Other sports cars offer more power, luxury, or performance at the price, but the mid-engined Cayman continues to set the pace dynamically. Descriptions of the Cayman's handling makes many Porsche Cayman reviews sound like broken records, but there's no getting away from the supreme agility, wonderful balance, and the trickery that Porsche continues to employ when tuning its electric steering systems. All the major controls - brakes, steering, and gearboxes - work together beautifully to make this possibly the most complete sports car in the world to drive quickly. Whether in town or taking on fast sweeps, the Cayman's steering is extremely precise and offers just enough feedback to encourage the driver to press on. It's engaging on a level that leaves the Audi TT, BMW Z4, and others trailing. Pleasingly, it doesn't come at the expense of ride quality, either. Sure, the Cayman is quite firm, but excellent damping prevents it from being tiring. In the GTS, the more appropriate roar from the flat-six engine, coupled with that super chassis, is as close to driving perfection as you could wish for.

718 Cayman Gas Mileage

There isn't a big difference in consumption between the various four-cylinder configurations of the Cayman. The most fuel-efficient version is the base Cayman with the PDK gearbox, which returns figures of 21/27/24 mpg across the city/highway/combined cycles. With the manual gearbox, those numbers drop to 20/26/22 mpg. The Cayman T will do 21/27/23 mpg with the PDK and 20/26/22 mpg with the manual, while the Cayman S with its larger 2.5-liter four-pot manages 19/25/22 mph in PDK guise and 19/24/21 mpg with the manual.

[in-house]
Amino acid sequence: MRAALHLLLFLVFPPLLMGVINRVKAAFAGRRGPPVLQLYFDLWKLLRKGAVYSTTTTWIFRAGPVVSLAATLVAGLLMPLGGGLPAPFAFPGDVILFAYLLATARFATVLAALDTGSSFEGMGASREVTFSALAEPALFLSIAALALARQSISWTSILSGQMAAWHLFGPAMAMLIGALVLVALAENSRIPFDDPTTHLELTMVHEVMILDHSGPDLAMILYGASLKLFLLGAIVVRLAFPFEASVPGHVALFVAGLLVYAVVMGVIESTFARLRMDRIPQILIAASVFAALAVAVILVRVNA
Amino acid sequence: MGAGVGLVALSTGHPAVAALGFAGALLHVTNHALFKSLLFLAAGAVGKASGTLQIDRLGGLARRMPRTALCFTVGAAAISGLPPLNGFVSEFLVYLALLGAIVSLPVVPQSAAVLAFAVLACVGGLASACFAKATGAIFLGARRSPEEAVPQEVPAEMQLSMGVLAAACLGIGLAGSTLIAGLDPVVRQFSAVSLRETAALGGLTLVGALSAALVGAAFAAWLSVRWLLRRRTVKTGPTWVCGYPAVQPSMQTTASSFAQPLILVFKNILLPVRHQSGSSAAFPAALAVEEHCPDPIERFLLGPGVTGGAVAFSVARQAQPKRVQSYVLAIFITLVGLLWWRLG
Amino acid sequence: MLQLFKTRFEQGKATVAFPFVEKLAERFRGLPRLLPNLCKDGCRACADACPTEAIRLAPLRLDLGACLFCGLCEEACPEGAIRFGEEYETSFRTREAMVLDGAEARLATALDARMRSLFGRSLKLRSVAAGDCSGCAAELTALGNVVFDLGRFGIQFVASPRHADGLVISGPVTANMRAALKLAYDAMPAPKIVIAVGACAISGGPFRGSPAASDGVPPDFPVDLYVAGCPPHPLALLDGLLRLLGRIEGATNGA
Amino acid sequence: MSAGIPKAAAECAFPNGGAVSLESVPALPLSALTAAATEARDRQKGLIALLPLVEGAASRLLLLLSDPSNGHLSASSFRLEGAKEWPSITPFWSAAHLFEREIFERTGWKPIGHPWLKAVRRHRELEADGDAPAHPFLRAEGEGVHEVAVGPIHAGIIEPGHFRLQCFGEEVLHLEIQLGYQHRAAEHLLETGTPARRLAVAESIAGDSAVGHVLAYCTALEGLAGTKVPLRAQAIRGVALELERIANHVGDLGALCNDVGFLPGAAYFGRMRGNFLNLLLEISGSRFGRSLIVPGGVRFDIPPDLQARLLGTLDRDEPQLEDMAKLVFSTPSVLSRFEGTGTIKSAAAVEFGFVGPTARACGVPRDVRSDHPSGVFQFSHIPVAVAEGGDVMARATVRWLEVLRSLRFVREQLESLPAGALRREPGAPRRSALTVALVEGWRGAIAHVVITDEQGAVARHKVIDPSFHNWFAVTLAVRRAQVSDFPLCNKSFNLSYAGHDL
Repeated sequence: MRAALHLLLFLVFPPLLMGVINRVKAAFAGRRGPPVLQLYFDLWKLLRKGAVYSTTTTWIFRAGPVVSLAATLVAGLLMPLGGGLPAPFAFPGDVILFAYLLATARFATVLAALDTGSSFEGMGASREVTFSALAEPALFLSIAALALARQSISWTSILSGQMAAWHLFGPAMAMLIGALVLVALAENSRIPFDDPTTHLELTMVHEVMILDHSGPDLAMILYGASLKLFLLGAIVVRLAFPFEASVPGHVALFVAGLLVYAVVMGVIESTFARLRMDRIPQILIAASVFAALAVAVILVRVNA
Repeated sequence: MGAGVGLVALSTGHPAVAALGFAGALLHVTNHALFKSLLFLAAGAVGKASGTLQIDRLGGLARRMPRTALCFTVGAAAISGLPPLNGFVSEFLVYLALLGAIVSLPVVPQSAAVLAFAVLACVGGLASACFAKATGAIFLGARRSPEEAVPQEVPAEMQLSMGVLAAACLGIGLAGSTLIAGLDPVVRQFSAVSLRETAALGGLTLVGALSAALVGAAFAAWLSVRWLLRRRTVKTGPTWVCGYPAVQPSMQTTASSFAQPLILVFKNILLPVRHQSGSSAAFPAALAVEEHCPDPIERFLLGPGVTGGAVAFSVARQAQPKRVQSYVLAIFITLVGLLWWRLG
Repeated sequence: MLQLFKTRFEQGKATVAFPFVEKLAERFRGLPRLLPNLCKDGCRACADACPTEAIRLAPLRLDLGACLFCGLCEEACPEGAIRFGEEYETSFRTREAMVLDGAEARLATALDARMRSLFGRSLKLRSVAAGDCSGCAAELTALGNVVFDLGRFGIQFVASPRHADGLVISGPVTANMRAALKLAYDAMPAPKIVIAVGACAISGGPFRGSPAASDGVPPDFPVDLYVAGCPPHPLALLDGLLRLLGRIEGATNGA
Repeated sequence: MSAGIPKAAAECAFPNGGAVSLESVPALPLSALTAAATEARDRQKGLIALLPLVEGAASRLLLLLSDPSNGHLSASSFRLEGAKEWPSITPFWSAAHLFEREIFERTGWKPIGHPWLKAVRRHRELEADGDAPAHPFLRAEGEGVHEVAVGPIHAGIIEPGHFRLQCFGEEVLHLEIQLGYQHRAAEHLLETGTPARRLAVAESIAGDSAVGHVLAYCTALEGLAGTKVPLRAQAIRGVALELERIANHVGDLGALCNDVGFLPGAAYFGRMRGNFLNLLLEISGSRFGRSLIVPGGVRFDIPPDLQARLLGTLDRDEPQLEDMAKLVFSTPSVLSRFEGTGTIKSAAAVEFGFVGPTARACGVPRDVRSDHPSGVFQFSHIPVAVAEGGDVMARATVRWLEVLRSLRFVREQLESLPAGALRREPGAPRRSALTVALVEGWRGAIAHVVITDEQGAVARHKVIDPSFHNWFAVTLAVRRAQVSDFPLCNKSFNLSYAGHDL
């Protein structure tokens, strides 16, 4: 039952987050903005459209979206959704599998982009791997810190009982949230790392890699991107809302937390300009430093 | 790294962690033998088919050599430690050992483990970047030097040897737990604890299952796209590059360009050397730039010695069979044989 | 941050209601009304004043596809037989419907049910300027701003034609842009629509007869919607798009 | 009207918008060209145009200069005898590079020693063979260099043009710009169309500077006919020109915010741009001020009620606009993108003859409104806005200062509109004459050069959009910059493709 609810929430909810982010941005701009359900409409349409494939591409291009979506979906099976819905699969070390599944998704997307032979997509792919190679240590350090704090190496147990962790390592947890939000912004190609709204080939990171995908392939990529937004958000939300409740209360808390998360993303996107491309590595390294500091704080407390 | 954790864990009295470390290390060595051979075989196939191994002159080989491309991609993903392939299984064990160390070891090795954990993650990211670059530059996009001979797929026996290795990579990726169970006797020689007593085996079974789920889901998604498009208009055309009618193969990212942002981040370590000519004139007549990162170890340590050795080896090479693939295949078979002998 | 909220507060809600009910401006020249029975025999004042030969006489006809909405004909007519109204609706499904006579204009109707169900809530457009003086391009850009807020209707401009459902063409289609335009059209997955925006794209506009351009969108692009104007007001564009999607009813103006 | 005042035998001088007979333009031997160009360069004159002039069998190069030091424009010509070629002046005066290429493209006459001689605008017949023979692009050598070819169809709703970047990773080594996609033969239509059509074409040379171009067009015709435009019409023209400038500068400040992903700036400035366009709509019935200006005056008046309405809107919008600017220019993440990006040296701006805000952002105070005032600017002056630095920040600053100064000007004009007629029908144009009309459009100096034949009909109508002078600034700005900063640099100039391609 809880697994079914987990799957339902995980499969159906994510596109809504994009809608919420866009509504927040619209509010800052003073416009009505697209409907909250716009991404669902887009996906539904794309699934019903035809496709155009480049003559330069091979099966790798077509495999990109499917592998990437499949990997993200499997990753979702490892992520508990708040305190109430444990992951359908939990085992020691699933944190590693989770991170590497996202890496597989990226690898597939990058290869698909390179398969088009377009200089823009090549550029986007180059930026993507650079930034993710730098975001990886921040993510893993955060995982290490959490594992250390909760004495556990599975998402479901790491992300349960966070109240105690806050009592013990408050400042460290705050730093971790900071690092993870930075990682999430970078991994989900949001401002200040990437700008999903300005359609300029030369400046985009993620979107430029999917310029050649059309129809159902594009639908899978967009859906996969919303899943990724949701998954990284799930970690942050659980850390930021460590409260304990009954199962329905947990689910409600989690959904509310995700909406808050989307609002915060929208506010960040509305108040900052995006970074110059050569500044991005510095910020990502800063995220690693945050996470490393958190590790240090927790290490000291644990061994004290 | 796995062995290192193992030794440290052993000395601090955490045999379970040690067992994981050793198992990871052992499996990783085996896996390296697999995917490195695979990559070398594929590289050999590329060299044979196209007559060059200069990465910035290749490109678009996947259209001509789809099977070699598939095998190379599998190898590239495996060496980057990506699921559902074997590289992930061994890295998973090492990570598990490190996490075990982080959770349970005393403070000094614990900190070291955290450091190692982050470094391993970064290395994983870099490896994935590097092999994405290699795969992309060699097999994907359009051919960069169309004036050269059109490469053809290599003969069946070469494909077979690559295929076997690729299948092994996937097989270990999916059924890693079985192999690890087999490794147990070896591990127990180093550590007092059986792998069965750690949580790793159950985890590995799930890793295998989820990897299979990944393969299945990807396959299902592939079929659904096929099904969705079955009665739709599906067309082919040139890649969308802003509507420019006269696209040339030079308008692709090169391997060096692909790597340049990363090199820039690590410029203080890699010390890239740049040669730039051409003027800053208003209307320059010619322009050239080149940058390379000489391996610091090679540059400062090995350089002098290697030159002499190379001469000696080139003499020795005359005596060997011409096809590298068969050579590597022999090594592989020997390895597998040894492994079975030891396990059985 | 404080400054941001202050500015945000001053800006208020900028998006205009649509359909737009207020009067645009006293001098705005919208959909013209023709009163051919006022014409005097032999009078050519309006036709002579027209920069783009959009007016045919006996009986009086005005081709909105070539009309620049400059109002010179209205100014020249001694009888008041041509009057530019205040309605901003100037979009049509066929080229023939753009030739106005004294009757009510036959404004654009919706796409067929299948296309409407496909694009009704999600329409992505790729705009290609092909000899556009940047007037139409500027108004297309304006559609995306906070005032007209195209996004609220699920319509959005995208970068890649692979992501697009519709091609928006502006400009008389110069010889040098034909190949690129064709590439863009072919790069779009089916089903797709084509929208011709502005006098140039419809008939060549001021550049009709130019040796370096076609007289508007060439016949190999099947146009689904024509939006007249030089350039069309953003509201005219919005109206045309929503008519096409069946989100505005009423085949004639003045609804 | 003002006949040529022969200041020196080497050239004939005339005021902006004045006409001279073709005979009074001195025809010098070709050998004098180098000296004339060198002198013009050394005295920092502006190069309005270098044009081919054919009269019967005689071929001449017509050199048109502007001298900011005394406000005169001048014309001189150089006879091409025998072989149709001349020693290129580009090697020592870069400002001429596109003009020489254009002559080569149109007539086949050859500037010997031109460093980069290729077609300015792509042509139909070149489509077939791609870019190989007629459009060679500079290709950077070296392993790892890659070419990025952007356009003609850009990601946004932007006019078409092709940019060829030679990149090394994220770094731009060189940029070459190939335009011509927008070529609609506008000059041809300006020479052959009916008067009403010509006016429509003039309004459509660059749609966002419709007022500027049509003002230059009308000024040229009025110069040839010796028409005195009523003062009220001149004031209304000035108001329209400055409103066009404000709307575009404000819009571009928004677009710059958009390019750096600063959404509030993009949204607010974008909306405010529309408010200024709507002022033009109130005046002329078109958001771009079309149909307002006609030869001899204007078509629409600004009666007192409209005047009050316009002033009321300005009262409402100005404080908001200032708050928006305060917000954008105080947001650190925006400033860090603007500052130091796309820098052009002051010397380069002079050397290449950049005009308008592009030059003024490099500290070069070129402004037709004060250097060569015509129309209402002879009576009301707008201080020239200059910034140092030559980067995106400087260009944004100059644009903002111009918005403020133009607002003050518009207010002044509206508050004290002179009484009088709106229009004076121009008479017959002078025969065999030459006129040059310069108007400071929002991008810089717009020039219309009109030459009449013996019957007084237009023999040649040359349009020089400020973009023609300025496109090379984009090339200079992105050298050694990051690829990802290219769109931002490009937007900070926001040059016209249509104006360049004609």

The six-cylinder GTS 4.0 will be heavier still, but EPA numbers for this version have not yet been published. However, the separately reviewed Cayman GT4 with the same engine in a higher state of tune returns 16/23/19 mpg, providing a clue as to the GTS' consumption. With the base Cayman, an available 16.9-gallon gas tank equates to a best combined cruising range of around 405 miles. The standard Cayman T has a smaller 14.2-gallon tank (the larger tank is optional, as on the base Cayman) and, with best figures of 21/27/23 mpg for the manual, its range is limited to about 326 miles.

  • Fuel Tank Capacity
    14.2 Gallons
  • Fuel Economy
    City/Hwy: 20/26 mpg
* 2021 Porsche 718 Cayman Cayman Coupe RWD

718 Cayman Interior

Our review of the Porsche 718 Cayman revealed a cabin that does nothing to detract from the driving experience. This means that all major controls are perfectly positioned, the driving position is spot-on, and the classic Porsche dials don't make us miss the more showy full digital instrument displays of some rivals. The general design is functional but it looks a bit dreary now, and although fit and finish are good, the Audi TT has the edge in this department. Porsche has improved equipment levels for the 2021 model year, making previously optional extras like automatic dual-zone climate control and heated seats standard. However, driver aids like adaptive cruise control and lane change assist remain added-cost options. At least front/rear parking sensors, regular cruise control, and auto-dimming mirrors are standard.

2021 Porsche 718 Cayman Dashboard Porsche
2021 Porsche 718 Cayman Gauge Cluster 1 Porsche
2021 Porsche 718 Cayman Front Seats Porsche
See All 2021 Porsche 718 Cayman Interior Photos

Seating and Interior Space

Unlike the 911, the smaller Cayman seats just the driver and one passenger. There is sufficient head- and legroom for both, and although the Cayman isn't a big car, there is also enough width to the cabin. The driving position is a highlight, with plenty of adjustability in the steering column, electric adjustment of the seat backrest angle, and manual adjustment of the seat height and the fore/aft position. As sports cars go, the Cayman offers above-average visibility from the driver's seat. Other than needing to stoop down a bit lower to get in and out relative to the average sedan, the Cayman isn't a chore to live with on a daily basis.

  • Seating capacity
    2-seater

Interior Colors and Materials